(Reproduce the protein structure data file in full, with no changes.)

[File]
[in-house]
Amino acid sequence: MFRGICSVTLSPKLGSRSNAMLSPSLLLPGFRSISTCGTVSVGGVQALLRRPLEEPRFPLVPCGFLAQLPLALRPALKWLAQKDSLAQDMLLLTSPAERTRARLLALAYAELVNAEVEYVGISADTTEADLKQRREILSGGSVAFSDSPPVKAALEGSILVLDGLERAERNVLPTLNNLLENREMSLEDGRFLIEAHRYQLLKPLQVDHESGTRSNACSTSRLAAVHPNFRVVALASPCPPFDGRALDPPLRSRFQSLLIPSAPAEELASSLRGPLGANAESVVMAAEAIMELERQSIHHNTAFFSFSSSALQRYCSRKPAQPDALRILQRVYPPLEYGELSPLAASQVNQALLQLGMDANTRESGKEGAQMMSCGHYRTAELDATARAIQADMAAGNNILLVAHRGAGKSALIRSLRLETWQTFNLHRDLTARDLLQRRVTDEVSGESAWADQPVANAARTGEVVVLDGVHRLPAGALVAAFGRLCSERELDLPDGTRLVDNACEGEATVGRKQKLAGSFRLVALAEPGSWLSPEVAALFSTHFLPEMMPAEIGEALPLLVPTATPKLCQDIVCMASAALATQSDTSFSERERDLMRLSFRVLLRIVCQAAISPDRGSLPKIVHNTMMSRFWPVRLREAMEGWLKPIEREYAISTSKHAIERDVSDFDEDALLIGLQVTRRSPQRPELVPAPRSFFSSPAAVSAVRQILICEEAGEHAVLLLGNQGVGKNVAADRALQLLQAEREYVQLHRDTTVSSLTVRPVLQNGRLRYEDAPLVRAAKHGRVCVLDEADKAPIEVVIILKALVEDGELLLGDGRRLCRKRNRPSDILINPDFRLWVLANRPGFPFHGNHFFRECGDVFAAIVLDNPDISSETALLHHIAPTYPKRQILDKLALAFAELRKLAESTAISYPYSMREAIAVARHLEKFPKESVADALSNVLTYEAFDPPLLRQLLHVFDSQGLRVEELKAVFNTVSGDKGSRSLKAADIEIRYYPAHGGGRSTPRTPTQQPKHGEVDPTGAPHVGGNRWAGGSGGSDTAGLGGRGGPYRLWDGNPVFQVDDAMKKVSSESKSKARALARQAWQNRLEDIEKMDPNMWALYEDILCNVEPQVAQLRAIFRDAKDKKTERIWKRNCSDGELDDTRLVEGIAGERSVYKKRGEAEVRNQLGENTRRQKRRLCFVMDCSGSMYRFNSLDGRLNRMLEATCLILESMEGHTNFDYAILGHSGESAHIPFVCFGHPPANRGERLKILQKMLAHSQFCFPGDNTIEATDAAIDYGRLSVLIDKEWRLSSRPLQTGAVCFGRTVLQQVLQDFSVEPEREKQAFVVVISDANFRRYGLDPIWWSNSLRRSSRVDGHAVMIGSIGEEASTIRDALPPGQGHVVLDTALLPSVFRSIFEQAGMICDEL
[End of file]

[in-house]
Amino acid sequence: MFRGICSVTLSPKLGSRSNAMLSPSLLLPGFRSISTCGTVSVGGVQALLRRPLEEPRFPLVPCGFLAQLPLALRPALKWLAQKDSLAQDMLLLTSPAERTRARLLALAYAELVNAEVEYVGISADTTEADLKQRREILSGGSVAFSDSPPVKAALEGSILVLDGLERAERNVLPTLNNLLENREMSLEDGRFLIEAHRYQLLKPLQVDHESGTRSNACSTSRLAAVHPNFRVVALASPCPPFDGRALDPPLRSRFQSLLIPSAPAEELASSLRGPLGANAESVVMAAEAIMELERQSIHHNTAFFSFSSSALQRYCSRKPAQPDALRILQRVYPPLEYGELSPLAASQVNQALLQLGMDANTRESGKEGAQMMSCGHYRTAELDATARAIQADMAAGNNILLVAHRGAGKSALIRSLRLETWQTFNLHRDLTARDLLQRRVTDEVSGESAWADQPVANAARTGEVVVLDGVHRLPAGALVAAFGRLCSERELDLPDGTRLVDNACEGEATVGRKQKLAGSFRLVALAEPGSWLSPEVAALFSTHFLPEMMPAEIGEALPLLVPTATPKLCQDIVCMASAALATQSDTSFSERERDLMRLSFRVLLRIVCQAAISPDRGSLPKIVHNTMMSRFWPVRLREAMEGWLKPIEREYAISTSKHAIERDVSDFDEDALLIGLQVTRRSPQRPELVPAPRSFFSSPAAVSAVRQILICEEAGEHAVLLLGNQGVGKNVAADRALQLLQAEREYVQLHRDTTVSSLTVRPVLQNGRLRYEDAPLVRAAKHGRVCVLDEADKAPIEVVIILKALVEDGELLLGDGRRLCRKRNRPSDILINPDFRLWVLANRPGFPFHGNHFFRECGDVFAAIVLDNPDISSETALLHHIAPTYPKRQILDKLALAFAELRKLAESTAISYPYSMREAIAVARHLEKFPKESVADALSNVLTYEAFDPPLLRQLLHVFDSQGLRVEELKAVFNTVSGDKGSRSLKAADIEIRYYPAHGGGRSTPRTPTQQPKHGEVDPTGAPHVGGNRWAGGSGGSDTAGLGGRGGPYRLWDGNPVFQVDDAMKKVSSESKSKARALARQAWQNRLEDIEKMDPNMWALYEDILCNVEPQVAQLRAIFRDAKDKKTERIWKRNCSDGELDDTRLVEGIAGERSVYKKRGEAEVRNQLGENTRRQKRRLCFVMDCSGSMYRFNSLDGRLNRMLEATCLILESMEGHTNFDYAILGHSGESAHIPFVCFGHPPANRGERLKILQKMLAHSQFCFPGDNTIEATDAAIDYGRLSVLIDKEWRLSSRPLQTGAVCFGRTVLQQVLQDFSVEPEREKQAFVVVISDANFRRYGLDPIWWSNSLRRSSRVDGHAVMIGSIGEEASTIRDALPPGQGHVVLDTALLPSVFRSIFEQAGMICDEL